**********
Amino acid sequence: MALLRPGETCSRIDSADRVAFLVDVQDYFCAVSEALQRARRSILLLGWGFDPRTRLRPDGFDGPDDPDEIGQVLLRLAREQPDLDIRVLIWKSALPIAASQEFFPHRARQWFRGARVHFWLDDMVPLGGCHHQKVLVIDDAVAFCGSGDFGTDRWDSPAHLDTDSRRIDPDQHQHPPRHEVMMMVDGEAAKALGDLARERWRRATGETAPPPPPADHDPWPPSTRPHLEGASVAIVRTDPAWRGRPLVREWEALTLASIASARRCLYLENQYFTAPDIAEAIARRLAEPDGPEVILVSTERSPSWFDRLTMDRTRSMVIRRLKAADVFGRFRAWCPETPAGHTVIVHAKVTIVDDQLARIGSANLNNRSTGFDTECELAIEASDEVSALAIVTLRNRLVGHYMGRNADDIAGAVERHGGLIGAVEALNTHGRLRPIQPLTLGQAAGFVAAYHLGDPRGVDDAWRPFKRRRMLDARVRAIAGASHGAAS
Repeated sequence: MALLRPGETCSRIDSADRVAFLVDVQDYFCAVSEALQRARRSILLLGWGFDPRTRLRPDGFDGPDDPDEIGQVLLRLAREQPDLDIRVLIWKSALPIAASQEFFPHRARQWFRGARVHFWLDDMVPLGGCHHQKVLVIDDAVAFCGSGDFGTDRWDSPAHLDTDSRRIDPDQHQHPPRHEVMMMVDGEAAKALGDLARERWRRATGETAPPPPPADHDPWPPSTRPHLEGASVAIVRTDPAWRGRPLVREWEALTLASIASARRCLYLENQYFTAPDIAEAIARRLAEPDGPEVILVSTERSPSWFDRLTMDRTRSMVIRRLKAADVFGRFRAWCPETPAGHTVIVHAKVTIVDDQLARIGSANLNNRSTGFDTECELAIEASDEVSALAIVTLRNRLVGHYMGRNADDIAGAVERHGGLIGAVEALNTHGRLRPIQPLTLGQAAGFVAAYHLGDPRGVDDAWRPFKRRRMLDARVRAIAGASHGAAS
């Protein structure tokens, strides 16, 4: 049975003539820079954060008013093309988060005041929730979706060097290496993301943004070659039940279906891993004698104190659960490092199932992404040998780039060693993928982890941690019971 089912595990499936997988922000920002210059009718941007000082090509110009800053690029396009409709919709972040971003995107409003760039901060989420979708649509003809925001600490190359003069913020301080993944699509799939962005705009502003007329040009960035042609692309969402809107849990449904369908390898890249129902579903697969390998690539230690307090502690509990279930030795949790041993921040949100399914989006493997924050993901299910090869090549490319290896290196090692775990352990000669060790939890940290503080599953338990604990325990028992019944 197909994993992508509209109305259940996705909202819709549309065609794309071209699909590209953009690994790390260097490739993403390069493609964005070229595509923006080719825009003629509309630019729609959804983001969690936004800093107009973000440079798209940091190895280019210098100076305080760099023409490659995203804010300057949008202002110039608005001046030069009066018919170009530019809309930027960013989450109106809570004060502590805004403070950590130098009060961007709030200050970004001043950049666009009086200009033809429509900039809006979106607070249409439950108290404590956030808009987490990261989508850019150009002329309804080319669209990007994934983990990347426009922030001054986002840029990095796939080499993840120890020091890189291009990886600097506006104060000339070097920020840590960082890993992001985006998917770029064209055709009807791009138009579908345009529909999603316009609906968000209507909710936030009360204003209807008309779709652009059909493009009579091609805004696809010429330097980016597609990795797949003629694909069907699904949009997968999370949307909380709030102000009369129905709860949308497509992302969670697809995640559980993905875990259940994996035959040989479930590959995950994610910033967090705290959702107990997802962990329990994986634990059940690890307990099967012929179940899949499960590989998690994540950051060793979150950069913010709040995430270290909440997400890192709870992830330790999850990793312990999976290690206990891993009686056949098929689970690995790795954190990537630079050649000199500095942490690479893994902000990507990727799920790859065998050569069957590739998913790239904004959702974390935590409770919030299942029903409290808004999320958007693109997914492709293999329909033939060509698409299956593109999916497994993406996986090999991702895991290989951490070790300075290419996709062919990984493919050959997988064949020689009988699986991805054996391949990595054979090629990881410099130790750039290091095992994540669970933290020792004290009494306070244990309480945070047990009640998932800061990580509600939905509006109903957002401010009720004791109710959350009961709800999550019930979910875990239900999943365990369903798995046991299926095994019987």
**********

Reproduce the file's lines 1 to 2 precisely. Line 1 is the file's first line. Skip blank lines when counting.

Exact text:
Amino acid sequence: MALLRPGETCSRIDSADRVAFLVDVQDYFCAVSEALQRARRSILLLGWGFDPRTRLRPDGFDGPDDPDEIGQVLLRLAREQPDLDIRVLIWKSALPIAASQEFFPHRARQWFRGARVHFWLDDMVPLGGCHHQKVLVIDDAVAFCGSGDFGTDRWDSPAHLDTDSRRIDPDQHQHPPRHEVMMMVDGEAAKALGDLARERWRRATGETAPPPPPADHDPWPPSTRPHLEGASVAIVRTDPAWRGRPLVREWEALTLASIASARRCLYLENQYFTAPDIAEAIARRLAEPDGPEVILVSTERSPSWFDRLTMDRTRSMVIRRLKAADVFGRFRAWCPETPAGHTVIVHAKVTIVDDQLARIGSANLNNRSTGFDTECELAIEASDEVSALAIVTLRNRLVGHYMGRNADDIAGAVERHGGLIGAVEALNTHGRLRPIQPLTLGQAAGFVAAYHLGDPRGVDDAWRPFKRRRMLDARVRAIAGASHGAAS
Repeated sequence: MALLRPGETCSRIDSADRVAFLVDVQDYFCAVSEALQRARRSILLLGWGFDPRTRLRPDGFDGPDDPDEIGQVLLRLAREQPDLDIRVLIWKSALPIAASQEFFPHRARQWFRGARVHFWLDDMVPLGGCHHQKVLVIDDAVAFCGSGDFGTDRWDSPAHLDTDSRRIDPDQHQHPPRHEVMMMVDGEAAKALGDLARERWRRATGETAPPPPPADHDPWPPSTRPHLEGASVAIVRTDPAWRGRPLVREWEALTLASIASARRCLYLENQYFTAPDIAEAIARRLAEPDGPEVILVSTERSPSWFDRLTMDRTRSMVIRRLKAADVFGRFRAWCPETPAGHTVIVHAKVTIVDDQLARIGSANLNNRSTGFDTECELAIEASDEVSALAIVTLRNRLVGHYMGRNADDIAGAVERHGGLIGAVEALNTHGRLRPIQPLTLGQAAGFVAAYHLGDPRGVDDAWRPFKRRRMLDARVRAIAGASHGAAS